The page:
Cross Cultural Beliefs about The Afterlife.
Seminar in Individual Differences and Personality
A study of American undergraduates indicated that the beliefs about the nature of life after death were quite complicated. A 41-item questionnaire produced 12 independent groups of beliefs. Belief in an internal locus of control and that one’s life is owned by God were associated with a more positive view of the afterlife, as was being Roman Catholic rather than Protestant. The most common beliefs were that one is reunited with family and friends, that the afterlife is comforting, that there is Heaven and that the transition is peaceful, all believed by more than 90 percent of the students.
The afterlife is an idea that the conscious or mind of a being continuous after physical death occurs. There are many different believes about how the afterlife will be and what effects that outcome. In many popular views, this continued existence often takes place in an immaterial or spiritual realm. Major views on the afterlife derive from religion. Deceased people are usually believed to go to a specific planet after death. Regardless of the lack of evidence that is typically believed to be determined by a God. This is based on their actions during physical life. In contrast, the term reincarnation refers to an afterlife in which only the “essence” of the being is preserved, and the “afterlife” is another life on Earth or possibly within the same universe.
Lester, Aldrige, Aspenberg, Boyle, Radsniak, and Waldron (2001-2002) based their research proposal on what Flynn and Kunkel (1987) found. Flynn and Kunkel (1987) used data from about one thousand respondents in the 1983 from a General Social Survey to analyze beliefs that the people had for life after death. They found three groups of beliefs. One is Otherworldly: life of peace, tranquility, paradise of pleasure and delight, loving intellectual communication, union with god and reunion with loved ones. Worldly Rewards: life of intense action like it is here on earth but a paradise of pleasure and delight. The third group was No Rewards: life without many earthly joys, a pale, shadowy sort of life, spiritually involving mind and not the body. The researchers found that the type of belief held about life-after-death was related to social class, financial status, and a history of trauma.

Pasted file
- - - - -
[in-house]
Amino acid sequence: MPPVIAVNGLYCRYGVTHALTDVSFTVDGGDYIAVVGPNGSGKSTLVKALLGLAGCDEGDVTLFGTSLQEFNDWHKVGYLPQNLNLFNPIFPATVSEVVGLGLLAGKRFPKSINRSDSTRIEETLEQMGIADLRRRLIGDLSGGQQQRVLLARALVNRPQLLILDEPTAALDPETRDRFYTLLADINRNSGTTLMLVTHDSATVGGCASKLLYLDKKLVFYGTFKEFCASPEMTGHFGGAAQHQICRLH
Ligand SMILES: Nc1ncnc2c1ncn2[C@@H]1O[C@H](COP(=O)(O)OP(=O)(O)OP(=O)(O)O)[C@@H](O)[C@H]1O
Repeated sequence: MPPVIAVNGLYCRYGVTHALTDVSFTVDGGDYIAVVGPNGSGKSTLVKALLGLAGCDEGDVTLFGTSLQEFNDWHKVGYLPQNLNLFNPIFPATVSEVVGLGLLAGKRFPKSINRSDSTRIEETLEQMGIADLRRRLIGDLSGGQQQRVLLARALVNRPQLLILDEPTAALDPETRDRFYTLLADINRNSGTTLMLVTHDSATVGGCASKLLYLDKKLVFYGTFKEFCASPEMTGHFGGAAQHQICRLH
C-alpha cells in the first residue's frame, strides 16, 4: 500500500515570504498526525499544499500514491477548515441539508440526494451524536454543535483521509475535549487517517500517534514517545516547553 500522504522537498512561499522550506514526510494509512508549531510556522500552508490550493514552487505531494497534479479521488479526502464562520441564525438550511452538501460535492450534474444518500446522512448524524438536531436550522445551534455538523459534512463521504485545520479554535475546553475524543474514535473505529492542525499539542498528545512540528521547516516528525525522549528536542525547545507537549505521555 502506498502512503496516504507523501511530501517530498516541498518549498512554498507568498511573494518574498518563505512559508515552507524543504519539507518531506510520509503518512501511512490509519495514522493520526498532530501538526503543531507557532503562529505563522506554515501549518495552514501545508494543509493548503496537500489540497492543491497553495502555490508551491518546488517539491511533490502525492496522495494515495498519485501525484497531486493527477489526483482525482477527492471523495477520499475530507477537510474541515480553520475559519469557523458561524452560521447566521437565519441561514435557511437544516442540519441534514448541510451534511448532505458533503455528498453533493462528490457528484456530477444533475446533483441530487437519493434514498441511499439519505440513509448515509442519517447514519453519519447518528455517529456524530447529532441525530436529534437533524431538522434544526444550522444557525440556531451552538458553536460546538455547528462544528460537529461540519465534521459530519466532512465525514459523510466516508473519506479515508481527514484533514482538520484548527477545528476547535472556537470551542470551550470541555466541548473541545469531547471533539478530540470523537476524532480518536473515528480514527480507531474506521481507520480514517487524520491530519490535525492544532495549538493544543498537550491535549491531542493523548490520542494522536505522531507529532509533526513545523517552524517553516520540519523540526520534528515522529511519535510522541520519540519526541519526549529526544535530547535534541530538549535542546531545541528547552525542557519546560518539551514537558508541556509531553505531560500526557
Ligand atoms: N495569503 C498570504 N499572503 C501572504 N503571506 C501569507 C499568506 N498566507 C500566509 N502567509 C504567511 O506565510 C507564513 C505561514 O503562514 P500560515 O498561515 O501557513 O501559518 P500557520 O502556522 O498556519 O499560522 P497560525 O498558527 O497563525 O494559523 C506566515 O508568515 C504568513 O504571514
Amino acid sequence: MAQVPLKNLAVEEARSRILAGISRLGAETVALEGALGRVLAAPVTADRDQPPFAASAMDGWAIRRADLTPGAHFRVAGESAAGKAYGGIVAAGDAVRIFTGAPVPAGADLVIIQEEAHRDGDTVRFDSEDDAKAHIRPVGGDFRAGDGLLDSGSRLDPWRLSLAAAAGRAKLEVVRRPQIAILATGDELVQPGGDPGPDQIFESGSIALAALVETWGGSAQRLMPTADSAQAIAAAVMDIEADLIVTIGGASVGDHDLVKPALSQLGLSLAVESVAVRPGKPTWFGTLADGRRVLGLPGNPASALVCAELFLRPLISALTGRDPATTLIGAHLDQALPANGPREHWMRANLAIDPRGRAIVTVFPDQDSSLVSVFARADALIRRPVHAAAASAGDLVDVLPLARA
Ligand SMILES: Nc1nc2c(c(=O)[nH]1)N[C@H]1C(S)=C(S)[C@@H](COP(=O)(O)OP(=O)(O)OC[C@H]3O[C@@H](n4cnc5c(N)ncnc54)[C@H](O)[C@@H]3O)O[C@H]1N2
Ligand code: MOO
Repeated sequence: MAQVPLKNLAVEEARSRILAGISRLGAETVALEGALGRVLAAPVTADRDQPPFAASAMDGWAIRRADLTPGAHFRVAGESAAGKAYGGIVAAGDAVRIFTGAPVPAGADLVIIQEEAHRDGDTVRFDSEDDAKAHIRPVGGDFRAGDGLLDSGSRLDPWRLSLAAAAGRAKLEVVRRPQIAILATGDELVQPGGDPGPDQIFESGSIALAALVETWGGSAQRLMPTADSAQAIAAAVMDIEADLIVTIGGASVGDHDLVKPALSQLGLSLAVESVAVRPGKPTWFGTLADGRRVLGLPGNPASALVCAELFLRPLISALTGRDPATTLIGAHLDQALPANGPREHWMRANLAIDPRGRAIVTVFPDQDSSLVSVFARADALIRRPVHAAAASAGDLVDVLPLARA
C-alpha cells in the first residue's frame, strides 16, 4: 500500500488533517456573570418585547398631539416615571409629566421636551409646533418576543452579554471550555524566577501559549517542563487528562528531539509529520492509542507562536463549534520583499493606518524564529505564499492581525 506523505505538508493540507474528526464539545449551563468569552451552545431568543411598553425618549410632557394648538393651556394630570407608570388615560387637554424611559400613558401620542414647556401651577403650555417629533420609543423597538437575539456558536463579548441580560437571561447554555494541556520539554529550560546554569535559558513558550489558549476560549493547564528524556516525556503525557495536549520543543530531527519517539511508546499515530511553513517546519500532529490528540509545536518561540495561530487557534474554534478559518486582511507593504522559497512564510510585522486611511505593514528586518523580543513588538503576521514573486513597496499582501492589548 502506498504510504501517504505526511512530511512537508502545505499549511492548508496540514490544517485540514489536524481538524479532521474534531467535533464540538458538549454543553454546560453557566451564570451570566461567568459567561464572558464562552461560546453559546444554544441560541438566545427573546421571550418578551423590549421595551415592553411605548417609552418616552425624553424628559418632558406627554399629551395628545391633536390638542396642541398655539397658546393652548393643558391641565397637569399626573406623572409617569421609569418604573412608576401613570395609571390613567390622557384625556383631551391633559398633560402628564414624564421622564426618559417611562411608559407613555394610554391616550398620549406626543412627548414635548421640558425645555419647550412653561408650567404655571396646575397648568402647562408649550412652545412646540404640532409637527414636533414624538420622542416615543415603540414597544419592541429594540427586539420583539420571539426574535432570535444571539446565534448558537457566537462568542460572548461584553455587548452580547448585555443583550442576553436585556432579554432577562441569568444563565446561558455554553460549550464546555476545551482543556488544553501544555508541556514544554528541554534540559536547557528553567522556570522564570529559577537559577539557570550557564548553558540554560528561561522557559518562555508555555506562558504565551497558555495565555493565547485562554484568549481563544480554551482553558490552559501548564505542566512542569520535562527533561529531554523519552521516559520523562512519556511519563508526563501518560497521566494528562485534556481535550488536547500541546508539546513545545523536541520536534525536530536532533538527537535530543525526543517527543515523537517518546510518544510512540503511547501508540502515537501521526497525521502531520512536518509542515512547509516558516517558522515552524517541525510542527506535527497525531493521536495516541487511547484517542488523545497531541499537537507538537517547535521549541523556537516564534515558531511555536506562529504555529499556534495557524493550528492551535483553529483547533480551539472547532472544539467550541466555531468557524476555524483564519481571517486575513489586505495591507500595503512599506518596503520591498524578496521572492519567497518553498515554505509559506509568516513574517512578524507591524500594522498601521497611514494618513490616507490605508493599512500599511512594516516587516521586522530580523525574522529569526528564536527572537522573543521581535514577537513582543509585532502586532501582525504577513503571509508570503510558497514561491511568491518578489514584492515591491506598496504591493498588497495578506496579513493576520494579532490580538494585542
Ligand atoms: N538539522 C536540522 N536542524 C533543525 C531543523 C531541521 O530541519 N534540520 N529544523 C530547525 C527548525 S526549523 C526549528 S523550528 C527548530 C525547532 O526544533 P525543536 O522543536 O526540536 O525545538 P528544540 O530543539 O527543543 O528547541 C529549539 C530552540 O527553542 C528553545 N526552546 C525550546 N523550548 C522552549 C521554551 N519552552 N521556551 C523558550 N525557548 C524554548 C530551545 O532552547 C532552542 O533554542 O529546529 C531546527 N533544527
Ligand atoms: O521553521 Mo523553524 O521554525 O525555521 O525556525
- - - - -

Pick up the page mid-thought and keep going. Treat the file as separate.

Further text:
No recent studies were identified on this issue until Lester et al. (2001-2002). The designing of this study was made to explore and expand the beliefs that people held about life-after-death. They used a 21-item questionnaire of the concepts of the afterlife. In the first method the questionnaire was given to 50 students who were enrolled in social science undergraduate courses. The mean age was 23.8 years old and the participants were mainly white. In the first method nine factors ever extracted about beliefs about afterlife. There were three major findings from the research that was obtained. One was that 19.8 percent accounted for that the life is much like the life on earth. There is a good and an evil. Not everyone is equal and that there are material objects in the afterlife. 13.4 percent accounted for that the cause of death, rituals carried out for you, the physical and psychotically state at death has an effect on how the afterlife would be. Lastly 8.5 percent accounted for the belief that the afterlife is a specific place, there is a day of judgment, and there is eternal bliss and that that is the final destinations.
The second method was designed to enlarge properties, increase sample size and explore other personality correlates of beliefs, specifically belief on external locus of control. The research study consisted of 152 male and180 female participants who were undergraduate students from the same state college as the participants in the first method. The second method was expanded into a 41-item...
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